Back to the soil

So here’s a simple solution to a complex problem: Get your hands dirty. Start a compost bin and grow some vegetables. If you already have one, consider expanding it. 

There are two sides to this story. To begin with, by growing your own food you begin to detach yourself from the ecologically harmful practices mentioned above because you become less reliant on that fertiliser and fossil-fuel-dependent system. Fewer trips to the supermarket is a good thing too, and it means using less in the way of wasteful plastic packaging. This is a ‘do less harm’ sort of benefit. 

More positively though (and this is exciting), by composting and growing you begin to actively contribute to the health of the planet’s soils by growing them. The soil producing cycle described above is slow (three centimetres per millennium), but it is the natural way God has chosen to sustain the planet and feed its creatures. If you start a compost bin, you are engaging basically the same process that is going on under the cover of leaves on a forest floor or under grassland. Life, death, and decomposition, in a cycle tending towards abundant life. Composting works alongside this process, and done properly (which takes time, skill, and effort) it is a way to be sustainable in your use of creation and, even better, to regenerate the land. This means working alongside the faithfulness of God, so to speak, rather than cutting against it.

There are myriad other potential socio-economic, physical, and mental health benefits to gardening too. We know the deep problems of nutrition and physical health in our society. Well grown home-grown food is potentially tastier and more nutritious than that available commercially. It can also be cheaper, and it is a great way to provide for one’s family and neighbours. Not the least of these benefits is the sense of value and worth that comes from being physically productive. The gratitude made possible at a time of harvest for God’s faithfully upheld creation outstrips anything you’re likely to experience in a supermarket aisle. At this personal level, connection with God’s creation can and does catalyse connection with God.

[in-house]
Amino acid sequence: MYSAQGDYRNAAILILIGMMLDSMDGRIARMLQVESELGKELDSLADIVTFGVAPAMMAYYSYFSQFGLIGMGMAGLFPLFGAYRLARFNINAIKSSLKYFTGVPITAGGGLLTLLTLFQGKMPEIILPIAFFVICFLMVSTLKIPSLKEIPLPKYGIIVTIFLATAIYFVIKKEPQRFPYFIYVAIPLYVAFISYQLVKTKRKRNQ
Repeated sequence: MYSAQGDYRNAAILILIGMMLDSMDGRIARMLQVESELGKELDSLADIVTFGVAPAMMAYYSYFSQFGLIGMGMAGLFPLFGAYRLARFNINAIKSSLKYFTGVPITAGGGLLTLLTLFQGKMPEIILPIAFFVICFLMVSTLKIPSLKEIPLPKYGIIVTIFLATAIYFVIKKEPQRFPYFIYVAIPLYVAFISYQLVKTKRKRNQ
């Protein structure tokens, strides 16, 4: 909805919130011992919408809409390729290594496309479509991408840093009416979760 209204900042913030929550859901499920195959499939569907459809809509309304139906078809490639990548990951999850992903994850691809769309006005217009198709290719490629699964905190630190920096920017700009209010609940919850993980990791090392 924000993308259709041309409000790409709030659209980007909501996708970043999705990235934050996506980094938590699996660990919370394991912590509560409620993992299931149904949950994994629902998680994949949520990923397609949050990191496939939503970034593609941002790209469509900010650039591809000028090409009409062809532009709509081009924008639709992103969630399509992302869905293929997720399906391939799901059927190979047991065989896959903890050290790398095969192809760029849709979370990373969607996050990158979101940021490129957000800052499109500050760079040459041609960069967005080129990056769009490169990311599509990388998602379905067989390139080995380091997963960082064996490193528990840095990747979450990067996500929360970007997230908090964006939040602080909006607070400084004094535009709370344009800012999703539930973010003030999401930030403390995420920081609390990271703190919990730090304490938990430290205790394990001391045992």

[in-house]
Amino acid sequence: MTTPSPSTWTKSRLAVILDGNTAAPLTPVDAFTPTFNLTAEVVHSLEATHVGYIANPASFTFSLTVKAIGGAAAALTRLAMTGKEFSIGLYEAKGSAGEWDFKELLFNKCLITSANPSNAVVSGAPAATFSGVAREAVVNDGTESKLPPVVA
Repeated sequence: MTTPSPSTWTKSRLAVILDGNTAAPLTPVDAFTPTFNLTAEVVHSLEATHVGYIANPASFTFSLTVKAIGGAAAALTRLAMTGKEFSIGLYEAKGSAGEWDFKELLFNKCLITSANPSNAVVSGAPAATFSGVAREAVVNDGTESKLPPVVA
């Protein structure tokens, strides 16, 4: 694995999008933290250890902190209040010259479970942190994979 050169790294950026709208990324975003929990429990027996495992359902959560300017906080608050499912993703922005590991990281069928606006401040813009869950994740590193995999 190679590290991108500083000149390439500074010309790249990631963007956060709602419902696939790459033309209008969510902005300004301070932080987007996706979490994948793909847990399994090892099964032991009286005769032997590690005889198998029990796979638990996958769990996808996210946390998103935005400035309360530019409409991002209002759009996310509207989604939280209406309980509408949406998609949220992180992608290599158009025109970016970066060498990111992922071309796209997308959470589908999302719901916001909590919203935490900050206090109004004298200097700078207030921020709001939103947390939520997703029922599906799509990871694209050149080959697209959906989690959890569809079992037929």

It is generally a good idea to be suspicious of people claiming to have found simple solutions to complex problems. In this case, however, while growing a garden will not fix the whole world, it may address (in some small way) a huge number of things. 

Earlier this year, a friend shared a picture online of an abundant tomato and courgette harvest captioned, “My garden hasn’t neglected me, even though I have neglected it!” There’s something in that. God is not neglecting his commitment to upholding and sustaining creation, and we enjoy it even though we are neglecting it. Let’s consider how to turn that neglect around, and be faithful ourselves in response to God’s faithfulness. 

Story: Mark Day

Mark is on pastoral staff at Hillcrest Baptist Church, and Chaplain at Wintec in Hamilton. He is married to Ainsley and father to Nathan. He sometimes blogs about God, politics, and his vege garden at upsidedownresistance.wordpress.com.

TAKE OUTS:

  1. Do you think caring for creation is important?

  2. What could you change to better care for our world?

  3. Could you develop a compost bin and vegetable patch? Could you do this with others? 

  4. Creation care is one area where God calls us to be faithful. Is God asking you to remain faithful in other areas of your life as well? What will this involve?

Reference 

1. “What if the World’s Soil Runs Out?” John Crawford: TIME, world.time.com/2012/12/14/what-if-the-worlds-soil-runs-out.
2. R. Lal, “Soil Carbon Sequestration Impacts on Global Climate Change and Food Security” Science 304 (2004): 1623-1627, doi: 10.1126/science.1097396 and “Soil carbon storage not the climate change fix it was thought, research finds,” Oliver Milman: The Guardian, theguardian.com/environment/2016/sep/22/soil-carbon-storage-not-the-climate-change-fix-it-was-thought-research-finds.
3. “Interview with John Kempf Farmer, Agronomist, Scientist,” John Kempf: YouTube, youtube.com/watch?v=krUyr7PxkMk.

Mark acknowledges the ongoing work of the Koanga Institute, which has inspired parts of this article. For more information and some practical ideas to help get you started, check out koanga.org.nz.

Photo credit: Karen/lightstock.com

Scripture: Unless otherwise specified, Scripture quotations are from New Revised Standard Version Bible, copyright © 1989 National Council of the Churches of Christ in the United States of America. Used by permission. All rights reserved.